Less than two thirds (62 per cent) of non-European immigrants living in Belgium had a job in 2012, notes De Standaard, in a report which cites and analyses figures from Eurostat.
This proportion, which is significantly lower than the average for other EU states (73 per cent), can be explained by industrial decline in the country, and by the language skills demanded by Belgian employers. However, according to an expert quoted by the daily, immigrants also have to endure “persistent discrimination” —
Employers are prejudiced against people with immigrant backgrounds whom they believe make less good employees. As a result, immigrant workers tend to end up in jobs that non-immigrants do not want, working in services or for recruitment agencies. In countries with a higher proportion of ‘bad’ jobs of this kind, immigrants have higher rates of employment.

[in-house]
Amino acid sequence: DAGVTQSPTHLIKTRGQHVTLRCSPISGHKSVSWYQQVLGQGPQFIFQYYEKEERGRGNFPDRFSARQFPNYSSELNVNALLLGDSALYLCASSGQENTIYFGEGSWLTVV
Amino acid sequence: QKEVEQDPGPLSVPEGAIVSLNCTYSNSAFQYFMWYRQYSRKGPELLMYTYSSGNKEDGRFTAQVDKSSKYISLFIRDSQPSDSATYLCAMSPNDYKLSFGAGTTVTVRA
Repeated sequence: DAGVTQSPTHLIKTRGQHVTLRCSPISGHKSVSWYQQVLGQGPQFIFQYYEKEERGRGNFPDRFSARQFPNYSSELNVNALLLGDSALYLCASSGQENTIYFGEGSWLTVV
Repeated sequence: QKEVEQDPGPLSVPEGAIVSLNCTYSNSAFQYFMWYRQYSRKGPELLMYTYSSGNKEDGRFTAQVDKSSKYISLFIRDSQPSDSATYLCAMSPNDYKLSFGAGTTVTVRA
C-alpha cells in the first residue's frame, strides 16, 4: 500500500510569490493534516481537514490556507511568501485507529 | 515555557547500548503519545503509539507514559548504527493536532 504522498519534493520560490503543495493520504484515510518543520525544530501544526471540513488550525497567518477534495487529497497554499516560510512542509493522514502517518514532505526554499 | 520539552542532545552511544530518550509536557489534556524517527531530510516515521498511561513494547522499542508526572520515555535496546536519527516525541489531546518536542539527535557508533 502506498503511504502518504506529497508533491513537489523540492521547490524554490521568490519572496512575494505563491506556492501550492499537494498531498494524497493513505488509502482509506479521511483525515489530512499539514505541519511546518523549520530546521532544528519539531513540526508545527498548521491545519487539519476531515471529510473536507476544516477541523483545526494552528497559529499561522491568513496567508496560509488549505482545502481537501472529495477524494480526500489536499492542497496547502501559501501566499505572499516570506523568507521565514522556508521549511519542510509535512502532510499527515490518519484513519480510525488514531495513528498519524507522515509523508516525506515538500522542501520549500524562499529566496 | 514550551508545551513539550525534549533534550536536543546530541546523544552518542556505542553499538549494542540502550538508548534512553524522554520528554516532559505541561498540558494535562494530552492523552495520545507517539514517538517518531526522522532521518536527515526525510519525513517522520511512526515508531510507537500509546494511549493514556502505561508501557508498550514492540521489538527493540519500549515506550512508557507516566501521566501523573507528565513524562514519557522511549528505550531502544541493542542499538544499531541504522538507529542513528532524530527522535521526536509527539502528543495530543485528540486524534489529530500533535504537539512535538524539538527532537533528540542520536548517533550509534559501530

Receive the best of European journalism straight to your inbox every Thursday
Was this article useful? If so we are delighted! It is freely available because we believe that the right to free and independent information is essential for democracy. But this right is not guaranteed forever, and independence comes at a cost. We need your support in order to continue publishing independent, multilingual news for all Europeans. Discover our membership offers and their exclusive benefits and become a member of our community now!
Russia’s attack on Ukraine: Kateryna Mishchenko in conversation with Sergey Lebedev
Two weeks after the launch of Russia’s massive attack on Ukraine, Ukrainian writer Kateryna Mishchenko – who had to flee Kyiv – shared her thoughts with our readers and with Sergey Lebedev, a veteran Putin opponent.Go to the event >